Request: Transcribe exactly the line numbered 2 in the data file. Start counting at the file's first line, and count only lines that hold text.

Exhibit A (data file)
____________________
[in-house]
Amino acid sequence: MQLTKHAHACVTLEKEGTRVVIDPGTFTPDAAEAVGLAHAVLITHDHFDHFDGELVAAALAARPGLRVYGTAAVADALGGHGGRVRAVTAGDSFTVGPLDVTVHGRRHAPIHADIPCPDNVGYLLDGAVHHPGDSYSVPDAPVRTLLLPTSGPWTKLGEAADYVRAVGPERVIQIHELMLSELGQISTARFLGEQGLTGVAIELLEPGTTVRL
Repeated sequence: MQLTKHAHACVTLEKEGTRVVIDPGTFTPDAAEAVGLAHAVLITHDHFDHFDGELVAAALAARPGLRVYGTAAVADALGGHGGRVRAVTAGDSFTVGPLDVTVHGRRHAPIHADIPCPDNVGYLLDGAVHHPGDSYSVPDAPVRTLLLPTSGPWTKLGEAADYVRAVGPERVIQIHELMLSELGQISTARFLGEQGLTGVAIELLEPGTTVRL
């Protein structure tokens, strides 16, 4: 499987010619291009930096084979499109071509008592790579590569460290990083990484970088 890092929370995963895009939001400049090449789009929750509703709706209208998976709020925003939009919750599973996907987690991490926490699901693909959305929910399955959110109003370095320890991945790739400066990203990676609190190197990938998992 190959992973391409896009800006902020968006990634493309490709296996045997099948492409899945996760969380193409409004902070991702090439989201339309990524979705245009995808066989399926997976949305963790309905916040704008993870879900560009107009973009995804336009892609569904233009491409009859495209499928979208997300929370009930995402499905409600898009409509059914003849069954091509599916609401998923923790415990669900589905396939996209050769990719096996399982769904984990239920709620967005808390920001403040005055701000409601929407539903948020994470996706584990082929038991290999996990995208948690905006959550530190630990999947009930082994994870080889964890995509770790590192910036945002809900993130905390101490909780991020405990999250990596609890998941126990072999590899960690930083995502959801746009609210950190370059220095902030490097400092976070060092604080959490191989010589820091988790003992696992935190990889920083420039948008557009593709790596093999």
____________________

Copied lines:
Amino acid sequence: MQLTKHAHACVTLEKEGTRVVIDPGTFTPDAAEAVGLAHAVLITHDHFDHFDGELVAAALAARPGLRVYGTAAVADALGGHGGRVRAVTAGDSFTVGPLDVTVHGRRHAPIHADIPCPDNVGYLLDGAVHHPGDSYSVPDAPVRTLLLPTSGPWTKLGEAADYVRAVGPERVIQIHELMLSELGQISTARFLGEQGLTGVAIELLEPGTTVRL